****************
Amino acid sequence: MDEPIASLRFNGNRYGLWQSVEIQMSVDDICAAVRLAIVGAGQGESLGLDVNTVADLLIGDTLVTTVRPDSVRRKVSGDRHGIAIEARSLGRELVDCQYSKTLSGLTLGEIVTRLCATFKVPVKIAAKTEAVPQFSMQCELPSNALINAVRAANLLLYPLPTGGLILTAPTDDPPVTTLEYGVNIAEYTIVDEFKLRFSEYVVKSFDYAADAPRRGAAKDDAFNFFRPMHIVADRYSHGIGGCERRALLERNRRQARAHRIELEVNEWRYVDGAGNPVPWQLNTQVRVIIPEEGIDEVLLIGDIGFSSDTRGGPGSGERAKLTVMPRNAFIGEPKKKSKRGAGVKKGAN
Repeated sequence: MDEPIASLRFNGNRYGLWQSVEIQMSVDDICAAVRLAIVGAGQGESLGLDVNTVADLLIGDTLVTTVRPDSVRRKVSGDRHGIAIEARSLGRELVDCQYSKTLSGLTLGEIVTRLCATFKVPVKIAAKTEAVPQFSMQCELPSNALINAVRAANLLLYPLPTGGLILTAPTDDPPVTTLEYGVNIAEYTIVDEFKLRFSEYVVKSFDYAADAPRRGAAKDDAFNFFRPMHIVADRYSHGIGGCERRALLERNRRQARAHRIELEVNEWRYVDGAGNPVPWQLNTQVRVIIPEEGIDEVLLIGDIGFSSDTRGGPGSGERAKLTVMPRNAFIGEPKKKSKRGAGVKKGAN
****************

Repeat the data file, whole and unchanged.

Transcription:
Amino acid sequence: MDEPIASLRFNGNRYGLWQSVEIQMSVDDICAAVRLAIVGAGQGESLGLDVNTVADLLIGDTLVTTVRPDSVRRKVSGDRHGIAIEARSLGRELVDCQYSKTLSGLTLGEIVTRLCATFKVPVKIAAKTEAVPQFSMQCELPSNALINAVRAANLLLYPLPTGGLILTAPTDDPPVTTLEYGVNIAEYTIVDEFKLRFSEYVVKSFDYAADAPRRGAAKDDAFNFFRPMHIVADRYSHGIGGCERRALLERNRRQARAHRIELEVNEWRYVDGAGNPVPWQLNTQVRVIIPEEGIDEVLLIGDIGFSSDTRGGPGSGERAKLTVMPRNAFIGEPKKKSKRGAGVKKGAN
Repeated sequence: MDEPIASLRFNGNRYGLWQSVEIQMSVDDICAAVRLAIVGAGQGESLGLDVNTVADLLIGDTLVTTVRPDSVRRKVSGDRHGIAIEARSLGRELVDCQYSKTLSGLTLGEIVTRLCATFKVPVKIAAKTEAVPQFSMQCELPSNALINAVRAANLLLYPLPTGGLILTAPTDDPPVTTLEYGVNIAEYTIVDEFKLRFSEYVVKSFDYAADAPRRGAAKDDAFNFFRPMHIVADRYSHGIGGCERRALLERNRRQARAHRIELEVNEWRYVDGAGNPVPWQLNTQVRVIIPEEGIDEVLLIGDIGFSSDTRGGPGSGERAKLTVMPRNAFIGEPKKKSKRGAGVKKGAN